Japan allows export for Weapons
Post the recent QUAD submit, Japan has done a very big announcement. Japanese government has allowed the export of fighter jets, missiles to India and other countries. Since 1976 Japan has banned the export of arms except few ToT to US and supplied its retired 36 Lockheed F-104J/DJ Starfighter aircraft to the Taiwanese Air Force. The present lift of arm export ban is not only for India but for 12 countries that include ASEAN countries like Vietnam, Thailand, Indonesia, Malaysia, Philippines western nations like US, UK, France, Germany, Italy and Australia. The one thing common in all these countries is that most of them are either in direct or indirect conflict with China. This will definitely boost the Japanese defence sector and boost their economy but at the same time better equip the small ASEAN countries who do not have latest and sophisticated weapons to counter the Chinese Armed forces. We try to analyse the importance of this policy change from the perspective of Indian that how this can help to strengthen Indian military.
How can this benefit Indian Military?
At present India is self sufficient in missiles, it has already stepped towards becoming an exporter of missile with 1st export order of BrahMos to Philippines. Be it tactical or strategic missiles, air, sea, sub-sea or land launched missiles, India has all the technologies at its bay. In this segment India will not need help from Japan.
India has exceedingly done well in fighter jets development with Initial order of 40 Tejas Mark-I complete and production activity has started for Tejas Mark-1A. In parallel three more indigenous fighter jet program that includes Tejas MK2, AMCA & TEDBF are already moving ahead towards prototype development with much of their technologies to be used being developed in parallel. Here as well we won’t need Japanese help.
The area that India want to collaborate with Japan will be development of its submarine for the Project-75I. Under this program Indian Navy envision to develop 6 Diesel Attack submarines with AIP system. Citing the technical challenges of the project Russia and Germany has already withdrawn from the project. At the same time France who assisted India with the Kalvari class submarine design based on its Scorpene class submarine has also officially withdrawn from Project-75. This leaves only Spain and South Korea as an active participant for the tender and none of them have a proven Fuel Cell based AIP submarine. This is where India would need assistance from Japan.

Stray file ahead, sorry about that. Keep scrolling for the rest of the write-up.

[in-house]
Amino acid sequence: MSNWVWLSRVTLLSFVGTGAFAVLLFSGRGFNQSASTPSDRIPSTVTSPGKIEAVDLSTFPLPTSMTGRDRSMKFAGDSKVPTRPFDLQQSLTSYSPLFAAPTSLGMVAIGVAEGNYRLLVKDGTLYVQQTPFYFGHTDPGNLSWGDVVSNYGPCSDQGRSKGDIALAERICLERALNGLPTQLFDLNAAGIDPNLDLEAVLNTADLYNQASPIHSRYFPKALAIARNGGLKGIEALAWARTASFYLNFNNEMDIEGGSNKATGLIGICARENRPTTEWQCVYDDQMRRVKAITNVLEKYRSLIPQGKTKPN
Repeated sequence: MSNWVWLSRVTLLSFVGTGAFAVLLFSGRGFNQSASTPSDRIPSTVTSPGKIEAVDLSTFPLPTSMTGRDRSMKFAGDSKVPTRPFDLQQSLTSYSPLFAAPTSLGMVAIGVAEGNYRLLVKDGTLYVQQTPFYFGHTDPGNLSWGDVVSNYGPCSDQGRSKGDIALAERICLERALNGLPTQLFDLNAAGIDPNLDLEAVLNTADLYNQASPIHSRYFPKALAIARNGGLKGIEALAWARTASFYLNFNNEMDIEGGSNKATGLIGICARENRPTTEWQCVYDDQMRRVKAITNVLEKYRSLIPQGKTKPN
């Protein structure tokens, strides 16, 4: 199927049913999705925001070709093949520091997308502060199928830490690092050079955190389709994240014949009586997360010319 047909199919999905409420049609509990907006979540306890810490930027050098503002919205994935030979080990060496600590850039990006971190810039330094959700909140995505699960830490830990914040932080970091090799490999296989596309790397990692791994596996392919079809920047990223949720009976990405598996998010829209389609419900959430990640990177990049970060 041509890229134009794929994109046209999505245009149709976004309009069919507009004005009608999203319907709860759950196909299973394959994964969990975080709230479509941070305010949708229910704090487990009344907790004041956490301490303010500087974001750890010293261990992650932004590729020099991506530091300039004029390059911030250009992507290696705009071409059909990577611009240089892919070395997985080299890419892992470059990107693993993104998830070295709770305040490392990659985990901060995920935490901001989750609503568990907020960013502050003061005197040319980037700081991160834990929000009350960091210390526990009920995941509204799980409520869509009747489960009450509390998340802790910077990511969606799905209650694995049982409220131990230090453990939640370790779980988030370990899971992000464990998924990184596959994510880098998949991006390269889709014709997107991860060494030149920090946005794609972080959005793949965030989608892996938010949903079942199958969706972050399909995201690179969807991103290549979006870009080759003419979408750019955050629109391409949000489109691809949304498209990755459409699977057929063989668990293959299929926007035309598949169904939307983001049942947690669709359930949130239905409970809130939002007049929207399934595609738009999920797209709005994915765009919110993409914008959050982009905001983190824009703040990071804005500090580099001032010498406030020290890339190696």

Japan Maritime Self-Defense Force
The Japanese Navy known as Japan Maritime Self-Defense Force or JMSDF is 2nd largest Navy after China with 22 submarines in service. The most lethal and latest submarine in its inventory is Taigei-class submarine. The first submarine of this class was commissioned on 9th March this year. The submarine is successor of Soryu class submarine which forms the back bone of Japanese Navy with total 12 boat of this class in service. Soryu is also the world’s 1st submarine to be powered by Lithium ion batteries. The combat capability of Soryu class is similar to that of nuclear submarines.
AIP & Lithium-Ion Battery